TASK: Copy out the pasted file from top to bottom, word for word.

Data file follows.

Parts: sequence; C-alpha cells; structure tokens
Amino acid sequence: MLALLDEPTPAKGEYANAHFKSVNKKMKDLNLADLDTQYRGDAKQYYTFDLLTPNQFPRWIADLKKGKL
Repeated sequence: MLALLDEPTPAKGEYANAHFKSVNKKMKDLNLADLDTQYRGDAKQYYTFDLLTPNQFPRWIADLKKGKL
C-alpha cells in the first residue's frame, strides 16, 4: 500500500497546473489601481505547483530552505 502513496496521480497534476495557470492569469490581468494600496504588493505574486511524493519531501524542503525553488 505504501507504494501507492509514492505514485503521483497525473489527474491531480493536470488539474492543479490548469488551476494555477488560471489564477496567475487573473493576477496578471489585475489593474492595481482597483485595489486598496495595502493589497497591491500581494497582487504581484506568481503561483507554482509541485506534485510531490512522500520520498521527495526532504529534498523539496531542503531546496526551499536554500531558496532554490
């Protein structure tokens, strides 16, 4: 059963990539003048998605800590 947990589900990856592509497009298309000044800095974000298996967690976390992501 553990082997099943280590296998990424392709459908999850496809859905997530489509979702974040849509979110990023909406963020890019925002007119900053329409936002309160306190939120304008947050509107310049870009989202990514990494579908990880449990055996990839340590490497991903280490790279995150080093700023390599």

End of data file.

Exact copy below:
Parts: sequence; C-alpha cells; structure tokens
Amino acid sequence: MLALLDEPTPAKGEYANAHFKSVNKKMKDLNLADLDTQYRGDAKQYYTFDLLTPNQFPRWIADLKKGKL
Repeated sequence: MLALLDEPTPAKGEYANAHFKSVNKKMKDLNLADLDTQYRGDAKQYYTFDLLTPNQFPRWIADLKKGKL
C-alpha cells in the first residue's frame, strides 16, 4: 500500500497546473489601481505547483530552505 502513496496521480497534476495557470492569469490581468494600496504588493505574486511524493519531501524542503525553488 505504501507504494501507492509514492505514485503521483497525473489527474491531480493536470488539474492543479490548469488551476494555477488560471489564477496567475487573473493576477496578471489585475489593474492595481482597483485595489486598496495595502493589497497591491500581494497582487504581484506568481503561483507554482509541485506534485510531490512522500520520498521527495526532504529534498523539496531542503531546496526551499536554500531558496532554490
């Protein structure tokens, strides 16, 4: 059963990539003048998605800590 947990589900990856592509497009298309000044800095974000298996967690976390992501 553990082997099943280590296998990424392709459908999850496809859905997530489509979702974040849509979110990023909406963020890019925002007119900053329409936002309160306190939120304008947050509107310049870009989202990514990494579908990880449990055996990839340590490497991903280490790279995150080093700023390599």